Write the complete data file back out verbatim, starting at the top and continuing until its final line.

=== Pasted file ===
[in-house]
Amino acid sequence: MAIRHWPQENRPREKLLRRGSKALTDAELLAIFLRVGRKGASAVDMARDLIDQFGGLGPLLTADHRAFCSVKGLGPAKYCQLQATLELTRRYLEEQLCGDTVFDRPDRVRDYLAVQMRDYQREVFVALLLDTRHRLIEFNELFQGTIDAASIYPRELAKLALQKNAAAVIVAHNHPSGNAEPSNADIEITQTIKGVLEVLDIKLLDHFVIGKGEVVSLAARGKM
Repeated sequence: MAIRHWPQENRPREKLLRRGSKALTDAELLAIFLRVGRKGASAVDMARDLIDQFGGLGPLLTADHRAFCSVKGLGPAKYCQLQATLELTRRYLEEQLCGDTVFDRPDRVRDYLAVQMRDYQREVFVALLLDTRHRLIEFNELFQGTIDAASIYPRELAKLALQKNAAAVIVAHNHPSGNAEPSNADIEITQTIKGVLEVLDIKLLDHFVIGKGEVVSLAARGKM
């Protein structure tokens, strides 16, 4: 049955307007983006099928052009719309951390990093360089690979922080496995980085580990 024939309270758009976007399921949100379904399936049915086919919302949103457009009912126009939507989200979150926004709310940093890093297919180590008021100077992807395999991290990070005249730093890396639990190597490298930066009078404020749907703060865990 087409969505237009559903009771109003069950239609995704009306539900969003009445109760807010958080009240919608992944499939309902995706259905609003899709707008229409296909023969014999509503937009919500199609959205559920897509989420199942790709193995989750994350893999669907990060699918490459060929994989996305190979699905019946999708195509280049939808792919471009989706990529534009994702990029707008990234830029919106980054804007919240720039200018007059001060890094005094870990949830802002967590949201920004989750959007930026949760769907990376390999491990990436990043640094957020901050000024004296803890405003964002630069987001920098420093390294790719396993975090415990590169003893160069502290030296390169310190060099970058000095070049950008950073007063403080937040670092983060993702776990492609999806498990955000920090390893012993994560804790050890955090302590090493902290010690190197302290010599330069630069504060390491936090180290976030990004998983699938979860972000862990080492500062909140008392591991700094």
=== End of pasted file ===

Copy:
[in-house]
Amino acid sequence: MAIRHWPQENRPREKLLRRGSKALTDAELLAIFLRVGRKGASAVDMARDLIDQFGGLGPLLTADHRAFCSVKGLGPAKYCQLQATLELTRRYLEEQLCGDTVFDRPDRVRDYLAVQMRDYQREVFVALLLDTRHRLIEFNELFQGTIDAASIYPRELAKLALQKNAAAVIVAHNHPSGNAEPSNADIEITQTIKGVLEVLDIKLLDHFVIGKGEVVSLAARGKM
Repeated sequence: MAIRHWPQENRPREKLLRRGSKALTDAELLAIFLRVGRKGASAVDMARDLIDQFGGLGPLLTADHRAFCSVKGLGPAKYCQLQATLELTRRYLEEQLCGDTVFDRPDRVRDYLAVQMRDYQREVFVALLLDTRHRLIEFNELFQGTIDAASIYPRELAKLALQKNAAAVIVAHNHPSGNAEPSNADIEITQTIKGVLEVLDIKLLDHFVIGKGEVVSLAARGKM
């Protein structure tokens, strides 16, 4: 049955307007983006099928052009719309951390990093360089690979922080496995980085580990 024939309270758009976007399921949100379904399936049915086919919302949103457009009912126009939507989200979150926004709310940093890093297919180590008021100077992807395999991290990070005249730093890396639990190597490298930066009078404020749907703060865990 087409969505237009559903009771109003069950239609995704009306539900969003009445109760807010958080009240919608992944499939309902995706259905609003899709707008229409296909023969014999509503937009919500199609959205559920897509989420199942790709193995989750994350893999669907990060699918490459060929994989996305190979699905019946999708195509280049939808792919471009989706990529534009994702990029707008990234830029919106980054804007919240720039200018007059001060890094005094870990949830802002967590949201920004989750959007930026949760769907990376390999491990990436990043640094957020901050000024004296803890405003964002630069987001920098420093390294790719396993975090415990590169003893160069502290030296390169310190060099970058000095070049950008950073007063403080937040670092983060993702776990492609999806498990955000920090390893012993994560804790050890955090302590090493902290010690190197302290010599330069630069504060390491936090180290976030990004998983699938979860972000862990080492500062909140008392591991700094």